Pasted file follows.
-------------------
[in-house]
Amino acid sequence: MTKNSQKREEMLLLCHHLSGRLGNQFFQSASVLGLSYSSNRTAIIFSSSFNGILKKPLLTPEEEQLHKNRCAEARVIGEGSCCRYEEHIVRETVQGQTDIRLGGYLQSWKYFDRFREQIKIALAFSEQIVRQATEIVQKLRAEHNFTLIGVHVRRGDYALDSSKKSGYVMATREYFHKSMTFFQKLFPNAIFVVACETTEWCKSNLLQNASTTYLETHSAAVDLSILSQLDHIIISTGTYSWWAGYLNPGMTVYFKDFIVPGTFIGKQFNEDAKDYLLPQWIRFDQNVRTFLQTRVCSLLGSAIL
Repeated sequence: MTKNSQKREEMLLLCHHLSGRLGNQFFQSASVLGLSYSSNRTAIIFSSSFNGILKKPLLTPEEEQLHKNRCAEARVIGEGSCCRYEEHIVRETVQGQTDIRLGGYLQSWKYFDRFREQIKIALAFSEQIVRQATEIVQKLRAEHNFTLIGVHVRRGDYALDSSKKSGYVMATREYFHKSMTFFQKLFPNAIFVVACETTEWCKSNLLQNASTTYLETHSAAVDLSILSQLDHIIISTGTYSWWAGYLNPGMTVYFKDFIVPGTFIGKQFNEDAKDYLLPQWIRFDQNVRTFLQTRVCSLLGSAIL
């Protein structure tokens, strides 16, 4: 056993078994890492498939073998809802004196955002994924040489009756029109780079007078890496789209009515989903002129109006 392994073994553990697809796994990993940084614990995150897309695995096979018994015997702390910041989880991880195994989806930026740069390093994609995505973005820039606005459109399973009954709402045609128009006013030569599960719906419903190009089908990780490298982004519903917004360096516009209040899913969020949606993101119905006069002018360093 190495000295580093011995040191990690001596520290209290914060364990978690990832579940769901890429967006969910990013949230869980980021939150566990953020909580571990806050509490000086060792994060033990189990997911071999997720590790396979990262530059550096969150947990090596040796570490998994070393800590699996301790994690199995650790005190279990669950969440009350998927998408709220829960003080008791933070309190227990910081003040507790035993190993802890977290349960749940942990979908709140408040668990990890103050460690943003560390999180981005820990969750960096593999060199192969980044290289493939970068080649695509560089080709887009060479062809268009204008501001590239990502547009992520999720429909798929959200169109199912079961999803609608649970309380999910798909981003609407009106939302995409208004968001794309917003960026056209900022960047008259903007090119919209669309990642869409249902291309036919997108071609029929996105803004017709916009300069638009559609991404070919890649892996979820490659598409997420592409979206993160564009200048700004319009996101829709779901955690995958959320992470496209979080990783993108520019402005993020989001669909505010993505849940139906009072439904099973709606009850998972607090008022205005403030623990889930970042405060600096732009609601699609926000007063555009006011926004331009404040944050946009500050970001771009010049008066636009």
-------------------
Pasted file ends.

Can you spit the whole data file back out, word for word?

[in-house]
Amino acid sequence: MTKNSQKREEMLLLCHHLSGRLGNQFFQSASVLGLSYSSNRTAIIFSSSFNGILKKPLLTPEEEQLHKNRCAEARVIGEGSCCRYEEHIVRETVQGQTDIRLGGYLQSWKYFDRFREQIKIALAFSEQIVRQATEIVQKLRAEHNFTLIGVHVRRGDYALDSSKKSGYVMATREYFHKSMTFFQKLFPNAIFVVACETTEWCKSNLLQNASTTYLETHSAAVDLSILSQLDHIIISTGTYSWWAGYLNPGMTVYFKDFIVPGTFIGKQFNEDAKDYLLPQWIRFDQNVRTFLQTRVCSLLGSAIL
Repeated sequence: MTKNSQKREEMLLLCHHLSGRLGNQFFQSASVLGLSYSSNRTAIIFSSSFNGILKKPLLTPEEEQLHKNRCAEARVIGEGSCCRYEEHIVRETVQGQTDIRLGGYLQSWKYFDRFREQIKIALAFSEQIVRQATEIVQKLRAEHNFTLIGVHVRRGDYALDSSKKSGYVMATREYFHKSMTFFQKLFPNAIFVVACETTEWCKSNLLQNASTTYLETHSAAVDLSILSQLDHIIISTGTYSWWAGYLNPGMTVYFKDFIVPGTFIGKQFNEDAKDYLLPQWIRFDQNVRTFLQTRVCSLLGSAIL
């Protein structure tokens, strides 16, 4: 056993078994890492498939073998809802004196955002994924040489009756029109780079007078890496789209009515989903002129109006 392994073994553990697809796994990993940084614990995150897309695995096979018994015997702390910041989880991880195994989806930026740069390093994609995505973005820039606005459109399973009954709402045609128009006013030569599960719906419903190009089908990780490298982004519903917004360096516009209040899913969020949606993101119905006069002018360093 190495000295580093011995040191990690001596520290209290914060364990978690990832579940769901890429967006969910990013949230869980980021939150566990953020909580571990806050509490000086060792994060033990189990997911071999997720590790396979990262530059550096969150947990090596040796570490998994070393800590699996301790994690199995650790005190279990669950969440009350998927998408709220829960003080008791933070309190227990910081003040507790035993190993802890977290349960749940942990979908709140408040668990990890103050460690943003560390999180981005820990969750960096593999060199192969980044290289493939970068080649695509560089080709887009060479062809268009204008501001590239990502547009992520999720429909798929959200169109199912079961999803609608649970309380999910798909981003609407009106939302995409208004968001794309917003960026056209900022960047008259903007090119919209669309990642869409249902291309036919997108071609029929996105803004017709916009300069638009559609991404070919890649892996979820490659598409997420592409979206993160564009200048700004319009996101829709779901955690995958959320992470496209979080990783993108520019402005993020989001669909505010993505849940139906009072439904099973709606009850998972607090008022205005403030623990889930970042405060600096732009609601699609926000007063555009006011926004331009404040944050946009500050970001771009010049008066636009």